Friday, 9 July 2010

Doing what it says on the tin.


The tin said 10 to 12 x 400m @ R pace with 400m jog recoveries. With an R pace of 80 seconds (83 in lane 3) I did what it said on the tin, no more no less. I settled on 10 reps in total as R pace should be no more than 5% of total weekly mileage and 10 x 400m would require a 50 mile week (I haven’t broken the 50 mile/week mark in months) To be quite honest I had no energy for anything faster and the aim was to get the session done.


I followed Tuesday's track session up with an easy 5 miler in the park at lunchtime - although the 8:24 average pace felt tougher than it should have.

Over the last few weeks I have been feeling more tired than usual and I still haven't returned to running before work in the morning, so I can't blame the early moring rise. I thought I might be suffering from an iron deficiency which is sometimes an issue for endurance runners. Although I don't think so as my diet should contain enough iron. When I said this to Abina the other morning, she landed on to my work an hour later with a vitamin/mineral supplement that the pharmacist recommended saying that if I still felt tired after 10 days that I should get my "bloods done".


It was a wet miserable evening for doing my tempo run so the best place I could think of for motivating me was in the middle of 150 other runners at the start line of the Corkbeg 5 miler in Whitegate. I wasn't expecting much as it had not been a target race, although I did feel reasonably fresh during the 2 mile warmup. There were quite a few Eagles running so I would have plenty of black singlets to keep an eye on.

While I got into a good comfortably fast stride from the gun the opening mile was a less than spectacular 6:07. I was on the shoulder of Kevin (who's strategy was to hold his powder dry until he got to the 3 mile mark). John had gone ahead by about 10 to 20 yards and Pat, who had taken off on his usual opening blistring pace, was off in the distance. Eddie came up on our shoulder and all 3 of us ran together for about a mile. I felt very confortable but at the same time had no desire/energy to up the pace.

Turn right off the main road and a series of short hills before a steady descent back to the main road. I left Kevin and Eddie behind me at this stage and reined in and passed John as I took advantage of gravity (free energy as far as i'm concerned). I knew once I hit level ground John would be back on my shoulder and sure enough he was. Mile 2, containing all the hills was the slowest at 6:23 -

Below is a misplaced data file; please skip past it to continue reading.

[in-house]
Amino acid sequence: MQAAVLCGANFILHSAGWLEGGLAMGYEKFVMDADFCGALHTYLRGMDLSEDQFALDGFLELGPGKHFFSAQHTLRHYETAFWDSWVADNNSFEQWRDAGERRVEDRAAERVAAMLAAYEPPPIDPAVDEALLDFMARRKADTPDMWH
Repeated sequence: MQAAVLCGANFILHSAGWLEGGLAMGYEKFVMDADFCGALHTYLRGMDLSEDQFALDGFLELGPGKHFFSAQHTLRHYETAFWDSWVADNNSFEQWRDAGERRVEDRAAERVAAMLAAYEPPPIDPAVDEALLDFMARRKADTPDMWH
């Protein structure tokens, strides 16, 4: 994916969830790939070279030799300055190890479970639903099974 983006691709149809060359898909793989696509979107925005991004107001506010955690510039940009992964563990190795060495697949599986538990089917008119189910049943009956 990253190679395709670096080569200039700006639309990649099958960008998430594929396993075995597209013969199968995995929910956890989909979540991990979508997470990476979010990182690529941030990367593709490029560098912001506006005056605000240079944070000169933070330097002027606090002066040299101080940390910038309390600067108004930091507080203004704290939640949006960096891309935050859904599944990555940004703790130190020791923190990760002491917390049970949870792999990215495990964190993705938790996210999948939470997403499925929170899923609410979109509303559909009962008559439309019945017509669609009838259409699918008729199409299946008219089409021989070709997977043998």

"12:30 to here = 6:15 pace, continuing at this pace will give 31:15 overall - just inside my PB"

The run back the main road to Whitegate was pretty uneventful with John on my shoulder or I on his . We passed 2 or 3, with 1 guy coming with us. Pat, who was about 70 yards ahead, was drifting back towards us for awhile but the gap never got closer than 50 yards.

Mile 3 & 4 in 6:11 & 6:13. I was surprisingly without as much pain as I should be feeling at this stage in a race but at the same time had no "push" in me - even pacing was the name of the game.

Mile 4.5 - turn right for the road to Corkbeg with a slight rise in front of us. Kevin came flying past at a pace that's normally reserved for the tuesday track session - his plan working to perfection. John was about 5 yards in front of me with another guy tailing me.
"400m to go" I push on and gain on John - the guy behind me puts on the thrusters and I can hear him accelerate before he goes flying past me and then John - I certainly never saw such speed so far out from the finish line of a 5 miler. I had no response - well I had I suppose but it was the opposite of what i'd like to report - I eased up, motivation gone, I forgot about chasing John and eased back a gear and coasted home the last 200m - 31:10 finish time. Last mile in 6:16 - where was my last mile kick - never had it - but i've done better than that before.
Still a 5 mile PB which I can put on the side bar, although still soft enough that it won't affect the training paces that McMillan gave me after the 18:40 5k last month - that would give me a 30:56 5 mile time. If I was on best form my 1:02:38 10 miler in January would give me a 29:49 5 miler - dream on.


  1. Congratulations with the PB. Looks like you and I are following similar footsteps with respect to training, i.e. the 400s. Keep it up!

  2. Ah come on, at our advanced age a PB is a cause for unbridled joy and celebration, not a time when you say thing like "soft enough".

    Be happy, ferchrissake!

  3. Well done on the PR! McMillian Schmickmillian, besides, maybe you're good to go for a new 10-mile PR as well.

    Keep a check on your iron levels, low iron has floored me a couple of times in the past, so if in doubt get a blood test, remember you lose iron through sweating [which happens a lot in summer] plus you lose red blood cells every time your foot hits the ground [ may be worse if you run barefoot !].

  5. Grellan, I'm with Thomas. Savour every PB, no matter how small. Sadly, there comes a time (no matter how distant in the future for you) when PBs can't be run.

  6. well done on the PB Grellan, if you rested for 4 or 5 days and targetted a 5 mile race you would probably smash that time again..

    enjoy the lambs liver


  7. Running a PB is alot more satisfying than doing a tempo run alone. Sounds like there is room for improvement. The iron supplements are working wonders for me !

  8. Cheers Guys. I am happy with the PB and my running appears to be going in the right direction. Another couple of 5 milers before the end of August will tell alot.